by Douglas Ankney
In October of 2019, the Bronx District Attorney released a heavily redacted list of 75 cops whose testimony the District Attorney’s office feared would undermine cases. Because many of those cops were proven to be liars, the prosecutors won’t call them as witnesses.
Prior to the release of the Bronx list, the New York Post had obtained internal records from the Manhattan District Attorney that showed prosecutors had red-flagged 31 New York Police Department officers not to be called as witnesses.
And in November 2019, the Brooklyn District Attorney released a list of 54 cops too dishonest or crooked to be called to testify in court.
Ironically, after the Bronx list was released, the Sergeants Benevolent Association (“SBA”) claimed the release of the “naughty list” was an attempt to “smear honest, hardworking cops.” Really? Cops whom prosecutors consider too corrupt to appear in court are honest and hardworking? Small wonder, then, that cops who shoot and kill unarmed citizens are referred to as “those brave men and women in blue.”
In an effort to appease the police unions, the Brooklyn District Attorney released a statement saying this recent list wasn’t an “indictment” of the “thousands of dedicated officers.” But Ed Mullins, president of the SBA, still whined, saying the DA’s priorities are misplaced and that “[t]he Brooklyn DA has a long history of bad prosecutions. What are they going to do about that? It’s hypocritical.” But isn’t making a list of corrupt cops and refusing to allow those cops to testify actually a step in addressing bad prosecutions?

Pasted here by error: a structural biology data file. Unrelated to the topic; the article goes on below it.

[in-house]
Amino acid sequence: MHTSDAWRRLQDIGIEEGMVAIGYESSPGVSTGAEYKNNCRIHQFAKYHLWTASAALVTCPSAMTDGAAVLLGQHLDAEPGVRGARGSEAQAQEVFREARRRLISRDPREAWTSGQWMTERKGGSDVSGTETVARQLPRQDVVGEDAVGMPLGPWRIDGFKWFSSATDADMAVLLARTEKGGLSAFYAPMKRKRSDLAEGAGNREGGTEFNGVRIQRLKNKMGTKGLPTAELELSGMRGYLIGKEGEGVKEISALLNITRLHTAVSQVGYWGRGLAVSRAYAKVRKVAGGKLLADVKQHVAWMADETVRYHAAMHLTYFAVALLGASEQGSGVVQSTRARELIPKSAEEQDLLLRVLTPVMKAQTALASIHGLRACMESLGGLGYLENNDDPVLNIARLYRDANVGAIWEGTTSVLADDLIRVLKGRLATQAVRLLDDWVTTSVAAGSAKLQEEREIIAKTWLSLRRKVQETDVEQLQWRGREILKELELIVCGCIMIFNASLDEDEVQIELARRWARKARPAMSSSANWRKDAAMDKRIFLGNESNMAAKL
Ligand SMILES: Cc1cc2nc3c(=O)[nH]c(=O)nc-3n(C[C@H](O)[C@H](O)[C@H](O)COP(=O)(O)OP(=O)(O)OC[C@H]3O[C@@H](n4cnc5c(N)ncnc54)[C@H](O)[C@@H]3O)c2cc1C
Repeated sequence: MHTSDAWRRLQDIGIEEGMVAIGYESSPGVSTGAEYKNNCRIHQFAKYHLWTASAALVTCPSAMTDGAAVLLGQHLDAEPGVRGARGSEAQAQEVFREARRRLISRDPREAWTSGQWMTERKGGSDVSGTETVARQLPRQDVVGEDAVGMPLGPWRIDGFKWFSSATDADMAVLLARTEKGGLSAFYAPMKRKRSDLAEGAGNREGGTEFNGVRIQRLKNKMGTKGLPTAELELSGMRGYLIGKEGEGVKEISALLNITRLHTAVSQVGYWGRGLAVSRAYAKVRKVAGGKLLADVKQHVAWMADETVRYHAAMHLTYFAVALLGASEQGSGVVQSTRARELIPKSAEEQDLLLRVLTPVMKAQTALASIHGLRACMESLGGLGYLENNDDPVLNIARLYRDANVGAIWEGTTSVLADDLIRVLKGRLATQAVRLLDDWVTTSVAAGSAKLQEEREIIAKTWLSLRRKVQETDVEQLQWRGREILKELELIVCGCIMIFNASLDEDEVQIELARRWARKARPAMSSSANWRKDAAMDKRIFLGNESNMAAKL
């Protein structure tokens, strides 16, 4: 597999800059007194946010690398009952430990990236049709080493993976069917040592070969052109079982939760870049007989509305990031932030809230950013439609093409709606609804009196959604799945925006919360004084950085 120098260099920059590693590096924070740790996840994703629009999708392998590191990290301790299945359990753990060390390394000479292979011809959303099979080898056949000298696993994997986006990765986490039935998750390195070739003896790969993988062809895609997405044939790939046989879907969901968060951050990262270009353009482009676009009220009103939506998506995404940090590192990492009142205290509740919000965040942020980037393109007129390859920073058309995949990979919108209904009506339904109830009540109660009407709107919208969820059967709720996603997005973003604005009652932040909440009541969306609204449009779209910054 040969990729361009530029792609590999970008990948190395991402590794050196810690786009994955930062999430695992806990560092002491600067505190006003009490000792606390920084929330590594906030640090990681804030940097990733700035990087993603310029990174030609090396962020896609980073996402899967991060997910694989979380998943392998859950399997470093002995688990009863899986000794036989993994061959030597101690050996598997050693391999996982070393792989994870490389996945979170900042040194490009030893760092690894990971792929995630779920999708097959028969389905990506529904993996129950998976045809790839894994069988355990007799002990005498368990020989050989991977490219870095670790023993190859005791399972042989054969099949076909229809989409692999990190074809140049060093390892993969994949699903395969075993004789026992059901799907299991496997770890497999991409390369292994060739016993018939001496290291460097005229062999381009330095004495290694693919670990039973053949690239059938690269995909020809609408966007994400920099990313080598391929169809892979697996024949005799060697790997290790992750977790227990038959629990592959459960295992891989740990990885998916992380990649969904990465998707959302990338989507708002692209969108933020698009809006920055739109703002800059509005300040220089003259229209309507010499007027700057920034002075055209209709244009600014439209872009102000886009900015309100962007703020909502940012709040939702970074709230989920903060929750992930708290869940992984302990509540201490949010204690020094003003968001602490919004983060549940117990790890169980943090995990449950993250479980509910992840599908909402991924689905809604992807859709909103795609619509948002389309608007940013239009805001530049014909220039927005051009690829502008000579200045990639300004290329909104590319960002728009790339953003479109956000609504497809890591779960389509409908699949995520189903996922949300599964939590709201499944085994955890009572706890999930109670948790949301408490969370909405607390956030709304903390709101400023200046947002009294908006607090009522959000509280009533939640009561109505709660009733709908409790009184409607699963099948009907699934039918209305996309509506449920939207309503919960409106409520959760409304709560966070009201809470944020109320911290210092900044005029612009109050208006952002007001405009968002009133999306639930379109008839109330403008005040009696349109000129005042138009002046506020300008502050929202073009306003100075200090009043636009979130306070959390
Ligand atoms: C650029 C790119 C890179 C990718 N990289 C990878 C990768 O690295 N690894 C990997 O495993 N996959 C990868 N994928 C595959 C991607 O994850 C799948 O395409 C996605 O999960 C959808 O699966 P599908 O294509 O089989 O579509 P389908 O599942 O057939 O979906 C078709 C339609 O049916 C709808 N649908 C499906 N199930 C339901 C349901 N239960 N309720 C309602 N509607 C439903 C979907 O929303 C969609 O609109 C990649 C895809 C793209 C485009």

The Brooklyn DA has numerous other documents that detail further misconduct by additional officers the DA won’t allow anywhere near a courtroom. But because those documents contain “attorney notes,” the DA won’t release them because the notes are protected attorney work product.
But since cops are the ones who arrest us, book us, and write the official narrative of all pertinent circumstances, shouldn’t we be allowed to know if those cops have been previously red-flagged for credibility issues? Don’t we have a right to use this as impeachment evidence when those cops testi-lie against us in court?
Yet, in an era where the majority of prosecutors refuse to release these “Brady lists” of bad cops (or even compile a list), these New York district attorneys demonstrated they are sincere in seeking that justice be done instead of seeking cases be won.
Sources: techdirt.com, nypost.com
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